Is International Law International?

Presented by: Associate Professor Anthea Roberts, ANU College of Asia and the Pacific

This seminar paper introduces a study of the international legal academy that reveals some of the patterns of difference, dominance, and disruption that belie the field’s claim to universality.

Pulling back the curtain on the “divisible college of international lawyers,” Anthea Roberts explains how international lawyers in different states, regions, and geopolitical groupings are often subject to distinct incoming influences and outgoing spheres of influence in ways that reflect and reinforce differences in how they understand and approach international law. These divisions manifest themselves in contemporary controversies, such as debates about Crimea and the South China Sea.

Not all approaches to international law are created equal, however. Based on case studies and visual representations, Roberts explains how actors and materials from some states and groups have come to dominate certain transnational flows and forums in ways that make them disproportionately influential in constructing the “international.” This point holds true for Western actors, materials, and approaches in general, and for Anglo-American ones in particular.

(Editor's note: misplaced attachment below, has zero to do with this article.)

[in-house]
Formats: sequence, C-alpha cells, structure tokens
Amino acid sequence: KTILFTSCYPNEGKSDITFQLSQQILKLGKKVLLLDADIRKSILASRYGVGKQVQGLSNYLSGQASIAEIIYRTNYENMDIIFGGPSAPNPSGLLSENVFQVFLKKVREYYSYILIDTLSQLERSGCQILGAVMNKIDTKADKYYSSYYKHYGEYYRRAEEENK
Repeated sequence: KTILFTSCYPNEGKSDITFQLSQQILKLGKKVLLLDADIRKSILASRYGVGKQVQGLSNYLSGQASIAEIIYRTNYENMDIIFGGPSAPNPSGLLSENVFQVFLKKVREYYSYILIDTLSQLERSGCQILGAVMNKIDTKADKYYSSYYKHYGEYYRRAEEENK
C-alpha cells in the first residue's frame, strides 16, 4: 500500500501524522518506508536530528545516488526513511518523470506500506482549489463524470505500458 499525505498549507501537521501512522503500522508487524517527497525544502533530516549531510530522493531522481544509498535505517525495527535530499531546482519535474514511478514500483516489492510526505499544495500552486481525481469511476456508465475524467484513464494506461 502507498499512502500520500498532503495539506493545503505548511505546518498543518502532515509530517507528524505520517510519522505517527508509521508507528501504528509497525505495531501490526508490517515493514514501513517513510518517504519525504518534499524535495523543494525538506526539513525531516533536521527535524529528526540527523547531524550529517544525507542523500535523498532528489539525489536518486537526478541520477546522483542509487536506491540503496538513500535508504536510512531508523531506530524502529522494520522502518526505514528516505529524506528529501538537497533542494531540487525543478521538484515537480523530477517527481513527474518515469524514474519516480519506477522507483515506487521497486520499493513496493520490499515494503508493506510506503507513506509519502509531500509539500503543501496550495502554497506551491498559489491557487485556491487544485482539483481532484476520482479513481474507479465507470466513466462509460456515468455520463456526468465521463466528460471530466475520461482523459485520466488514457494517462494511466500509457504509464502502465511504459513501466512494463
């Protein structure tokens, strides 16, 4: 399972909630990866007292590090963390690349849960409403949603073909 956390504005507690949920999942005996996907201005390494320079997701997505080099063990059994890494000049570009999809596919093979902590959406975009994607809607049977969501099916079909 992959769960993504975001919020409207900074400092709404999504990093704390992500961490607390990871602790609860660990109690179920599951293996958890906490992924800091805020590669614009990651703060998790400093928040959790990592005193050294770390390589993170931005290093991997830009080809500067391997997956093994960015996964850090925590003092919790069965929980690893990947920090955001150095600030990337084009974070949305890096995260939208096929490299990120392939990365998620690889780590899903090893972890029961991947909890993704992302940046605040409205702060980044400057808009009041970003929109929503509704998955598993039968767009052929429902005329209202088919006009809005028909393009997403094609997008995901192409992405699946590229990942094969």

However, these patterns are set for disruption. As the world moves past an era of Western dominance and toward greater multi-polarity, it is imperative for international lawyers to understand the perspectives and approaches of those coming from diverse backgrounds. The paper concludes by encouraging readers to seek to see the world through the eyes of others – an essential skill in this fast changing world.

About School Research Seminar Series

This series brings together the School’s research community and domestic as well as international leaders in the field of politics and international affairs. Across each semester, the series showcases a diverse and exciting range of topics. We welcome anyone who might be interested in attending.

Room 537, Building 39A

1 - 2:30 pm

Please note that most of the research seminars are recorded and are available here